A Week on the Queen Mary 2

Sandra and Pat

Sandra and Pat

Highest level of the three tiered dining room

Highest level of the three tiered dining room

After the rough walking of the Camino and the week of touring Portugal in our rental car, the QM2 was quite a shock. We had taken a flight from Spain to England, then  the train to Southampton where we met Claire and George. The following day it poured. We stocked up on wine and crackers and headed, on foot, for the ship, the final destination of our nearly two month trip.

The Queen Mary 2 is an impressive ship, sort of like checking into 10 747s, over 2000 passengers. Embarking was pretty efficient, they mainly wanted our credit cards on file. We opted to carry our backpacks ourselves. When we reached our stateroom, our stewart greeted us and suggested that he would see we got the rest of our baggage as soon as it arrived… We had to inform him that we were carrying everything.

Our stateroom with an inclosed balcony was wonderful, the service everywhere was impeccable, but I only had two dresses, one short and one long that had been squished into the bottom of a backpack for many weeks. Thank goodness each deck had a laundromat. The ship is like a city with shops, restaurants, a casino, pools, Canyon Ranch Spa, workout rooms, theater, planetarium, among others. I took courses in Photoshop, Tom played poker, we tried to walk 3 miles on the deck every other day, three laps equals 1.1 miles. The ship’s library was impressive and a great place to sit and read while watching the sea. The seas were fairly rough, a dance show had to be cancelled. Tom wore his patch and I took the medicine.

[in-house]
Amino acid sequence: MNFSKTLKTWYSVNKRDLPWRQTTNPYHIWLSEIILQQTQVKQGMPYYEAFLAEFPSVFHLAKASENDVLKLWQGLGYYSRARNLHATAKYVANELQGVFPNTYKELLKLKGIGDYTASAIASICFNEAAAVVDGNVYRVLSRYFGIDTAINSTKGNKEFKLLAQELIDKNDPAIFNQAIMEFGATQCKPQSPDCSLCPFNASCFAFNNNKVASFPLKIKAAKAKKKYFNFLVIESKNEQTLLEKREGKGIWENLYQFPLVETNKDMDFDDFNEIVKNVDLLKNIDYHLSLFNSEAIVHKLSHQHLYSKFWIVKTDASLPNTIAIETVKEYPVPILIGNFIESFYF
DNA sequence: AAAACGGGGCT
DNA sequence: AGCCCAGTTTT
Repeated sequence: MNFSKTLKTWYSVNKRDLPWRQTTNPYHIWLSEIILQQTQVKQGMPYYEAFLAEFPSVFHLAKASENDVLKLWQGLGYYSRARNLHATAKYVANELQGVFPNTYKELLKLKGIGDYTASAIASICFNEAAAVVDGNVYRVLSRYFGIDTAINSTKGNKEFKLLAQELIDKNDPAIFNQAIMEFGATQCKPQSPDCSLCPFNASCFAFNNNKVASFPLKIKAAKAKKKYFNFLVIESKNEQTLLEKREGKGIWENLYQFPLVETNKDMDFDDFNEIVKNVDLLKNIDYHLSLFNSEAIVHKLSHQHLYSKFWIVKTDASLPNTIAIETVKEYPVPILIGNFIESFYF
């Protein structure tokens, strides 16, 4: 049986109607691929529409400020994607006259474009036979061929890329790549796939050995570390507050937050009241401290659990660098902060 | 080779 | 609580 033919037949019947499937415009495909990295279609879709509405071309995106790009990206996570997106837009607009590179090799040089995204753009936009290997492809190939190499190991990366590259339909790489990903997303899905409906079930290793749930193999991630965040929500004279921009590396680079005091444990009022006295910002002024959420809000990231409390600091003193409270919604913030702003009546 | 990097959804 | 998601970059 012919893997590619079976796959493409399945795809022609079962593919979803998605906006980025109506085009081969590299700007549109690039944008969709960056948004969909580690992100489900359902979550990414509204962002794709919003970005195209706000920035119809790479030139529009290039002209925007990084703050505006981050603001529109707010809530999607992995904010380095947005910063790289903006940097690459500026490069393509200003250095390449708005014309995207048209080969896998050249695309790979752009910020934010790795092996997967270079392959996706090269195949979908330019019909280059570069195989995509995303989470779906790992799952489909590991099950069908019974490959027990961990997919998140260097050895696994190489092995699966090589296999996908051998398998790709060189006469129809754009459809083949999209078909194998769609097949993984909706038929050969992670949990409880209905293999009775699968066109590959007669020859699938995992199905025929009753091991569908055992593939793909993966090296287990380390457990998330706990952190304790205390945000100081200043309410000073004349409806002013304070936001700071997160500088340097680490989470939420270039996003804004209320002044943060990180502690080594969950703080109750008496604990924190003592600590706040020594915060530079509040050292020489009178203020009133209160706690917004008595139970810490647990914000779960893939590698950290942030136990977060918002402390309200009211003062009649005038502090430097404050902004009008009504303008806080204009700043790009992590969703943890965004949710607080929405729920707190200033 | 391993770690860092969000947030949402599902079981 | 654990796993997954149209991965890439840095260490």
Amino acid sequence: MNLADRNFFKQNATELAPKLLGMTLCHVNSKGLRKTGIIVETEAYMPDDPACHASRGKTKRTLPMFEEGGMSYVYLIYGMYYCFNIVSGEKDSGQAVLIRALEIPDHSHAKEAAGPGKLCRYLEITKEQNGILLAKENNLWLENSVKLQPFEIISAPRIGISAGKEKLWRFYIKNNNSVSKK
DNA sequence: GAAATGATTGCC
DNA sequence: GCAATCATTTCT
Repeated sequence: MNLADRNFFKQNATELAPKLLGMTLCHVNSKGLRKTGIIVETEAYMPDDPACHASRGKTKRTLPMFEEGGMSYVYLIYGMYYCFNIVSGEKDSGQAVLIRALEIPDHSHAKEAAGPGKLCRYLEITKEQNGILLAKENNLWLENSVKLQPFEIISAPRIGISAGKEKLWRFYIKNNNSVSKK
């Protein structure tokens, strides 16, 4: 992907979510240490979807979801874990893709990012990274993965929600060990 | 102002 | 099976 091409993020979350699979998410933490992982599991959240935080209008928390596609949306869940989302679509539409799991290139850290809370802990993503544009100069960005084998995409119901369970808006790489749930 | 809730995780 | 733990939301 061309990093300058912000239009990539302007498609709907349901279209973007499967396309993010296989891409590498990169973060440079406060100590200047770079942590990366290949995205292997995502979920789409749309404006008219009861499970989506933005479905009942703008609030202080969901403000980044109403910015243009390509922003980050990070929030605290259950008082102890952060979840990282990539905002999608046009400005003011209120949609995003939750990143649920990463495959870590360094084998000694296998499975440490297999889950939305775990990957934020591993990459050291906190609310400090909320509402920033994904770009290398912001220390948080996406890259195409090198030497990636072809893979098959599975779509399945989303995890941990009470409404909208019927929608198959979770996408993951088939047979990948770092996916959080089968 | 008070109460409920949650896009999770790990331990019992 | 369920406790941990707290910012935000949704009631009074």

At dinner we were seated with a great couple from Scotland, Sandy and Pat. I had gluten free everything. The food was excellent. There were shows, speakers, balls every day. We attended a couple of events. The on board actors performed The Merchant of Venice. I got my picture taken with one of the officers at a ball. We won a trivia game one night.

Tom’s wonderful brother, Jack, ┬ámet us at the dock, he was the second car in line, and drove us home to Northampton. I wish the house would stop rocking, I haven’t found my land legs yet.


Last Day in North of Spain

As we were leaving the lovely country house in Soutullo, our host suggested we visit one of the last working monasteries, the Monastery Oseira, the place of the bears. We didn’t know what to expect as the Capucian monastery was a ruin in the mountains above Sintra, Portugal.

Following signs for miles it seemed through tiny village after tiny village, we finally turned a sharp corner for an amazing sight, an enormous, fortress like structure surrounded by gardens and fountains. We managed to make the 11:00 tour with three ladies from Toronto who were walking the Camino from Seville and two couples from Spain.

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Last Days before England

(I wrote a version of this but it disappeared…second try)

Today we took to the grand empty highways again to head north. Many mountains are strung together with enormous bridges, again the highways are empty, except for the occasional idiots who pass us in Mercedes or BMWs doing 110 mph!

I search the hills for castles. Found one called Monterrey, after the family who settled in California. Fantastic from below, we tried to climb with the car, narrow cobbled streets that ended with a rutted stone path. We left the car and struggled up to the top. The castle is being repaired. There are a few cannon and a very nice paved road all the way up with parking lots which we never found from below.

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Traveling North

This morning we reluctantly bid goodbye to our boutique hotel in Sintra and started north toward Spain again. We wanted to explore some more of the north of Portugal and decided a small town high in the mountains might be interesting. Four hours and several empty highways later we began up the hills, into some serious mountains. As we rose higher an electronic sign on the road warned of snow the next three kilometers. No snow appeared but rain and cold winds of forty degrees. Cold after southern Portugal. The views were spectacular but there was no place to stop the car for a picture.